In Tobago Dr Anselm London’s bridge is ready to fall down. In Trinidad, the case against the architects of the new Flying Squad is building up.
Both involve conflicts of interest, and amidst PNM claims that the Chief Secretary’s cousin is uniquely suited as senior consultant to the THA’s Secretary of Finance, some people miss the simple point.
Exceptional qualifications are no reason to overlook conflicts of interest. And, in avoiding conflicts of interest, “how it go look” is a sensible test, especially when politics is in play.But, before we cross this $60,000-a-month bridge the Chief Secretary is building between Dr London’s 11 years as Secretary of Finance and his life outside the
Assembly, let us consider the conflicts of interest already afflicting the new Flying Squad investigations.
Amidst the investigation of the Minister of National Security and national security personnel by the said Minister and national security personnel, the Minister, Director of the National Security Operations Centre (NSOC) and other key players remain in their posts.
Now, this is no trifling investigation.
We know that the core of the maligned Flying Squad reassembled on the fringe of law enforcement, allegedly gained access to the national security command, and had privileges not afforded to the man in the street. In the exchanges, a million-dollar proposed budget is sent back and forth; a supplier of vehicles to national security is tapped; the Director of the NOSC allegedly asks the proposed squad for help with a draft letter, intended to prod a Deputy Commissioner of Police to help rebuild the squad; and, specific anti-crime assaults are considered with much irony by a group already operating outside the law, and at odds with the law.
At a minimum, this illegal group has either been aided and abetted by national security leaders, or ignored by them. And, on that account national security bosses are too conflicted to be close to the investigations or, if they knew nothing, are too incompetent to be in their sensitive roles. Either way, they should have been removed for now, and independent investigations continued under the Police Complaints Authority.
This brings us back to the Dr London and the matter of conflicts of interests. I have said before that in his dual role as Chief Secretary, and Deputy Political Leader of the PNM, Orville London failed to consider the conflicts in the Milshirv deal since no other bidder had an opportunity to offer a competing deal to the THA, or even knew the possibility existed.
This was not meant to cast aspersions on the Chief Secretary, but merely to say that even with the best intentions, he could not have exercised independent judgment, sitting across the negotiating table from persons who may have financed the PNM, and owed their position to a sole, unsolicited proposal.
Likewise, despite his unique mix of talents and unquestioned integrity, Dr London owes his proposed appointment to the Assembly his cousin leads. Sure, this is not a political minefield conceived by the Chief Secretary, his cousin Dr London, or the various people whose names are called in matters like this from time to time. This is the product of our tit-for-tat politics, an unceasing charade in which a glance in the rearview mirror at the previous government’s actions, fortifies the wrong judgment of a current one.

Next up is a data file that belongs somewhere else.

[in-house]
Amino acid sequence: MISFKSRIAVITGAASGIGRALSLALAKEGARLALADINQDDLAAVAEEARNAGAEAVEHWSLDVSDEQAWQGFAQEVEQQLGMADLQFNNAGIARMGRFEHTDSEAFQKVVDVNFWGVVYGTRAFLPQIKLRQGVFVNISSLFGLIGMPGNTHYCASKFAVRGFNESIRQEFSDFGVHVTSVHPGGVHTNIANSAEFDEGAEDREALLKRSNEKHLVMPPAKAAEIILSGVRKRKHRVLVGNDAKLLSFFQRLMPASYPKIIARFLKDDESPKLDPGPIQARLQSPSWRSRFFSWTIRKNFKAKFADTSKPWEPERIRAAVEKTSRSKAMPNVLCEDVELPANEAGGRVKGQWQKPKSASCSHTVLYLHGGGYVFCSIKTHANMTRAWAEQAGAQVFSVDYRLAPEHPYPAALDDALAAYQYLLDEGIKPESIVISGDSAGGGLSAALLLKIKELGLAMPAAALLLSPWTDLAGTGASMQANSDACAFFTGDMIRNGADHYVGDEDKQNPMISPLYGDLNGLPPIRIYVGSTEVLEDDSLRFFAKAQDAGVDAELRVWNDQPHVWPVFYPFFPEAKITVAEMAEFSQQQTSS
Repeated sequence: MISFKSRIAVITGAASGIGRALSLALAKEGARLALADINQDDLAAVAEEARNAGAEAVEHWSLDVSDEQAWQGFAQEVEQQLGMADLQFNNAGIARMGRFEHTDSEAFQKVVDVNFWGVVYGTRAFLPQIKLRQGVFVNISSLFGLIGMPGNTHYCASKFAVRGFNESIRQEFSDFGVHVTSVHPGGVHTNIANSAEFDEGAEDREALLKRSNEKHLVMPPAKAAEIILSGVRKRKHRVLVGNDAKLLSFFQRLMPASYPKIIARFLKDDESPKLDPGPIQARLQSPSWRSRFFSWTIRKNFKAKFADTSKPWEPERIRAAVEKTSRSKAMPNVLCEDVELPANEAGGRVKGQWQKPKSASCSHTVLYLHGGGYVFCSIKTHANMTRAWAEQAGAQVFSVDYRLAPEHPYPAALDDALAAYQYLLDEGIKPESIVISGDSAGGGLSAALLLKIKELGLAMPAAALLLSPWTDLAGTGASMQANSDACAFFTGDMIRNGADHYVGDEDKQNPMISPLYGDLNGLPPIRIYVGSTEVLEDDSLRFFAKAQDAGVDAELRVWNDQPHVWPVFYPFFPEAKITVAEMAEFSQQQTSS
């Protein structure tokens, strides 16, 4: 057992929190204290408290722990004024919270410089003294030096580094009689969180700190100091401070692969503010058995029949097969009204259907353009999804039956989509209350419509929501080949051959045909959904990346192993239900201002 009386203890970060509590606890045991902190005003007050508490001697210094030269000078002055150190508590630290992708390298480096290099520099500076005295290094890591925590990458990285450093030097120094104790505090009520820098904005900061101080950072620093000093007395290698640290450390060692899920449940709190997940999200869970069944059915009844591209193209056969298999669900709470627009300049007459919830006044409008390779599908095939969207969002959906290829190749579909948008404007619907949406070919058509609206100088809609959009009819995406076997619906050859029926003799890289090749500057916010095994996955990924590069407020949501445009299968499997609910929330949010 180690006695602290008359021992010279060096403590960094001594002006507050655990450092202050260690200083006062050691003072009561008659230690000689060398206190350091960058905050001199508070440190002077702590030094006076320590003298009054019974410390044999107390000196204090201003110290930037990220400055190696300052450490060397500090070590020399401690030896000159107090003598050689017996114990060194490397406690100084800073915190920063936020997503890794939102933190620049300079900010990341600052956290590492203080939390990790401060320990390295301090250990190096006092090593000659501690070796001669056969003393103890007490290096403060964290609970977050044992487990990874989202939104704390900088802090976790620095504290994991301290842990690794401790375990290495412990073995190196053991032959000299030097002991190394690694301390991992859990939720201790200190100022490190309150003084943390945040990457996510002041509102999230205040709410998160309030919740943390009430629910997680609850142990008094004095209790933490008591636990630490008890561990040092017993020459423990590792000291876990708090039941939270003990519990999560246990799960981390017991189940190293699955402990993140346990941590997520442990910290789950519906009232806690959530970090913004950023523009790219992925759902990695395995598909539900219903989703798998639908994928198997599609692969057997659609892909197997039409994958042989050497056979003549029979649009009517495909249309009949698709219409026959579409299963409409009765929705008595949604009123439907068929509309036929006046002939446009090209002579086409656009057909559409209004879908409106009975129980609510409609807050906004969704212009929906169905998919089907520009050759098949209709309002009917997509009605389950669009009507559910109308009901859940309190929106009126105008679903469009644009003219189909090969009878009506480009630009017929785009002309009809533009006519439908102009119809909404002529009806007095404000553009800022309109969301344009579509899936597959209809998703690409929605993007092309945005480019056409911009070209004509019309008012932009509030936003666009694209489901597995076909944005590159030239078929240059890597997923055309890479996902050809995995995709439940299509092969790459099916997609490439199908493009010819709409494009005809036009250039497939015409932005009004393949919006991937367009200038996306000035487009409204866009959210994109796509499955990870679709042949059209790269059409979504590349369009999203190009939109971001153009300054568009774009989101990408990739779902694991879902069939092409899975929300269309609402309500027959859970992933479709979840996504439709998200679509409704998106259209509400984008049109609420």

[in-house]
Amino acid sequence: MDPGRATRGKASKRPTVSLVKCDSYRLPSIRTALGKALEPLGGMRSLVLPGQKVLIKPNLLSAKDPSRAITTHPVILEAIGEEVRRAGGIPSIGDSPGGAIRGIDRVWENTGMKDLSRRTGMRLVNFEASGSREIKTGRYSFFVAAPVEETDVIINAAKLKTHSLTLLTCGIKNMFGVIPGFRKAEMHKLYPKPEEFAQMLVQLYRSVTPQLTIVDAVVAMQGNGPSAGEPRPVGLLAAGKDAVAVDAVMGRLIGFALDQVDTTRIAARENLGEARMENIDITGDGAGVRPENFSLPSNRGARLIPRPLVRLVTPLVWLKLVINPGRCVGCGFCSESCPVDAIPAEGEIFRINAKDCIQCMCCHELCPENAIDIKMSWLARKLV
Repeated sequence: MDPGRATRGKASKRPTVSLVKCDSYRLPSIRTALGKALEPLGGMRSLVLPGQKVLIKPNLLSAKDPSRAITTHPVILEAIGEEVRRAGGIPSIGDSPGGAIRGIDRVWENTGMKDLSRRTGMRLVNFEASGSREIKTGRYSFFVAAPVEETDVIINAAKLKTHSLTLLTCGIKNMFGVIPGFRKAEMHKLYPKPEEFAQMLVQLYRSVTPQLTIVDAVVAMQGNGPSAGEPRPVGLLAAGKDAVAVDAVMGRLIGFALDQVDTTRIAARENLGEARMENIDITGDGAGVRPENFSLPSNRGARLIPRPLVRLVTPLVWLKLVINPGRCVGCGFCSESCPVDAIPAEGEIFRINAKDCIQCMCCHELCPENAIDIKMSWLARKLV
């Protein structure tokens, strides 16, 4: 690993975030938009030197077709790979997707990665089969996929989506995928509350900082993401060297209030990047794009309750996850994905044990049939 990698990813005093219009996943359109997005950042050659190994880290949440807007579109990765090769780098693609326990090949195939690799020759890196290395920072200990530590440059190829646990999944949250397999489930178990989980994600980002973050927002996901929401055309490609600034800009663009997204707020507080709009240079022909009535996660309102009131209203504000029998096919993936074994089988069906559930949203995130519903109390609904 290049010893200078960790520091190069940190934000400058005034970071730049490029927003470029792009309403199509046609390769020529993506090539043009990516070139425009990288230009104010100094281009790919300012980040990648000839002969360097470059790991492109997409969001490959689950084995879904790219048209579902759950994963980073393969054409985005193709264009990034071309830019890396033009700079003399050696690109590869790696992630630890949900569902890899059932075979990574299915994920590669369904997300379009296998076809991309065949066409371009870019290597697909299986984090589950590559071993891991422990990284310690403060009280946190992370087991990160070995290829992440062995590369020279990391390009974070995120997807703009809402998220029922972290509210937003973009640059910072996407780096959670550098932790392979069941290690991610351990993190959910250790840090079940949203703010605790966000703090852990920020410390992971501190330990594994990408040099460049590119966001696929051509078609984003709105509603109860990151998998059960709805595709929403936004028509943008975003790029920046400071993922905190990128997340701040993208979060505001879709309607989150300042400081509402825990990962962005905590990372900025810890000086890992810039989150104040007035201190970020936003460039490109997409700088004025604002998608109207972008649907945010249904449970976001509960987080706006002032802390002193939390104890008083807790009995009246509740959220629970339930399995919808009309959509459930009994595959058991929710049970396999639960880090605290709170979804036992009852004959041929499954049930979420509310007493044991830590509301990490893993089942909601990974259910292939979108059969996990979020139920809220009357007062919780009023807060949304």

The THA has a wide range of options to fill the gaps in technical support available to the Assembly.
Under the THA legislation, the Assembly can contract staff or seek seconded employees from Ministries or the University of the West Indies. If the THA goes the way of tender, it must follow the Central
Tenders Board process, which includes sole, selective tender. What
the THA should not be allowed to do is to reverse engineer the process by deciding upon the person to fill the post; determine on its own that the appropriate method of procurement is sole, selective tender; and then proceed with the appointment, ignoring the conflicts of interest generated by political connections and the obvious family relations.
And in that context, the same PNM supporters who weeks before thumped the desks for Keith Rowley’s sensible challenge of the appointment of a politician as Inspector of Missions, now declare Dr London’s engagement an open and shut case. If engagements like Dr London’s, and those previously challenged in this space, are allowed to go ahead, they make a mockery of the system of a Chief Personnel Officer (CPO), Central Tenders Board, Salaries Review Commission (SRC), Auditor General, and Integrity Commission for controls and oversight. It is a waste if with all this oversight, it remains possible for PNM, UNC and all other politicians to use contract employment or sole selective tender to procure the services of political colleagues and relatives.
Like Milshirv, the Chief Secretary cannot be reasonable in defending a process, in which his Assembly selects his cousin by sole tender, without public advertisement, and without an opportunity for every possible candidate to be considered, if only to pale in comparison with Dr London’s uniqueness.
Likewise, it cannot be reasonable, sensible, or tolerable for the Prime Minister to ask the police to investigate the role of the Government and itself in the almost take-off of the new Flying Squad.
The PCA is eminently qualified to do that. But, of course, when the PNM rises to condemn the Partnership’s conflicts of interest, it will applaud the brilliance of Dr London’s bridge that keeps him close to his cousin for another four years.
(Happy birthday today to my brother Terrence)
* Clarence Rambharat is a lawyer and a university lecturer